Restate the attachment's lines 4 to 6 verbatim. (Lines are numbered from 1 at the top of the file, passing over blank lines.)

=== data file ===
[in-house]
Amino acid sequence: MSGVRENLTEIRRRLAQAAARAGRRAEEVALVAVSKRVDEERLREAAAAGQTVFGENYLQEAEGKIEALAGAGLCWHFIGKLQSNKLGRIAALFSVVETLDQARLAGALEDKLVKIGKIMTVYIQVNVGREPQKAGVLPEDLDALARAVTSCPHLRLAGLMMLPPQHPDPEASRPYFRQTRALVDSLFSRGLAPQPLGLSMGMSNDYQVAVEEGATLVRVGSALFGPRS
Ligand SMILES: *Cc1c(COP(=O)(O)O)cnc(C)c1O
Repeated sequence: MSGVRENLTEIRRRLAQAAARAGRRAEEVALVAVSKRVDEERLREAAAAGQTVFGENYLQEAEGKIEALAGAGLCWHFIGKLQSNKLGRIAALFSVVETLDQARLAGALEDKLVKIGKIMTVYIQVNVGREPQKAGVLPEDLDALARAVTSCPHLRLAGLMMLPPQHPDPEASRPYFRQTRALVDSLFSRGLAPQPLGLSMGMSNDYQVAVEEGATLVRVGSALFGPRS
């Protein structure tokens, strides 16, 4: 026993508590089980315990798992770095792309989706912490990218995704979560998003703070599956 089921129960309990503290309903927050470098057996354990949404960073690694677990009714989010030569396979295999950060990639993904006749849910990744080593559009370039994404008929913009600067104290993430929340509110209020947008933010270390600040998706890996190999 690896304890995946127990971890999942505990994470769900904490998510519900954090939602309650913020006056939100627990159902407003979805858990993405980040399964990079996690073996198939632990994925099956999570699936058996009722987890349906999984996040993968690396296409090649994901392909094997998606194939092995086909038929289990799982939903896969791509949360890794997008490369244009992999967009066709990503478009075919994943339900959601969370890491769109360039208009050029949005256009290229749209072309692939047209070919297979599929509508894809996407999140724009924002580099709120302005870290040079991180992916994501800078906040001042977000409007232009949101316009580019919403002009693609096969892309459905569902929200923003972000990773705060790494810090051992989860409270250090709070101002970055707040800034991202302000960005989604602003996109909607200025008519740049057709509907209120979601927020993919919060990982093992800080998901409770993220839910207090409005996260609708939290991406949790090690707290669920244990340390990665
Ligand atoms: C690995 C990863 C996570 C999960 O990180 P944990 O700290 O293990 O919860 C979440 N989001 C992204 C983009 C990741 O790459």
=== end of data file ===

Repeated sequence: MSGVRENLTEIRRRLAQAAARAGRRAEEVALVAVSKRVDEERLREAAAAGQTVFGENYLQEAEGKIEALAGAGLCWHFIGKLQSNKLGRIAALFSVVETLDQARLAGALEDKLVKIGKIMTVYIQVNVGREPQKAGVLPEDLDALARAVTSCPHLRLAGLMMLPPQHPDPEASRPYFRQTRALVDSLFSRGLAPQPLGLSMGMSNDYQVAVEEGATLVRVGSALFGPRS
């Protein structure tokens, strides 16, 4: 026993508590089980315990798992770095792309989706912490990218995704979560998003703070599956 089921129960309990503290309903927050470098057996354990949404960073690694677990009714989010030569396979295999950060990639993904006749849910990744080593559009370039994404008929913009600067104290993430929340509110209020947008933010270390600040998706890996190999 690896304890995946127990971890999942505990994470769900904490998510519900954090939602309650913020006056939100627990159902407003979805858990993405980040399964990079996690073996198939632990994925099956999570699936058996009722987890349906999984996040993968690396296409090649994901392909094997998606194939092995086909038929289990799982939903896969791509949360890794997008490369244009992999967009066709990503478009075919994943339900959601969370890491769109360039208009050029949005256009290229749209072309692939047209070919297979599929509508894809996407999140724009924002580099709120302005870290040079991180992916994501800078906040001042977000409007232009949101316009580019919403002009693609096969892309459905569902929200923003972000990773705060790494810090051992989860409270250090709070101002970055707040800034991202302000960005989604602003996109909607200025008519740049057709509907209120979601927020993919919060990982093992800080998901409770993220839910207090409005996260609708939290991406949790090690707290669920244990340390990665
Ligand atoms: C690995 C990863 C996570 C999960 O990180 P944990 O700290 O293990 O919860 C979440 N989001 C992204 C983009 C990741 O790459």